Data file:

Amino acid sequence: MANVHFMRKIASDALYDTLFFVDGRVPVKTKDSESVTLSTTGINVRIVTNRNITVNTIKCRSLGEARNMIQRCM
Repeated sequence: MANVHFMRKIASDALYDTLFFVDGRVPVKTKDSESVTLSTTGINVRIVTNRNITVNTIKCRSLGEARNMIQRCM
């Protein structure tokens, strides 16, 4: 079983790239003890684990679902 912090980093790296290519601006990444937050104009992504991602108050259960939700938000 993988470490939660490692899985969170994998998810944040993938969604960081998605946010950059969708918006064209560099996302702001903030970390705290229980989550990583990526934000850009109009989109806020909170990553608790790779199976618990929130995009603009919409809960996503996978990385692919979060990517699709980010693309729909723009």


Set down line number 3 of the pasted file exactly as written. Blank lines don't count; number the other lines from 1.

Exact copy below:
């Protein structure tokens, strides 16, 4: 079983790239003890684990679902 912090980093790296290519601006990444937050104009992504991602108050259960939700938000 993988470490939660490692899985969170994998998810944040993938969604960081998605946010950059969708918006064209560099996302702001903030970390705290229980989550990583990526934000850009109009989109806020909170990553608790790779199976618990929130995009603009919409809960996503996978990385692919979060990517699709980010693309729909723009």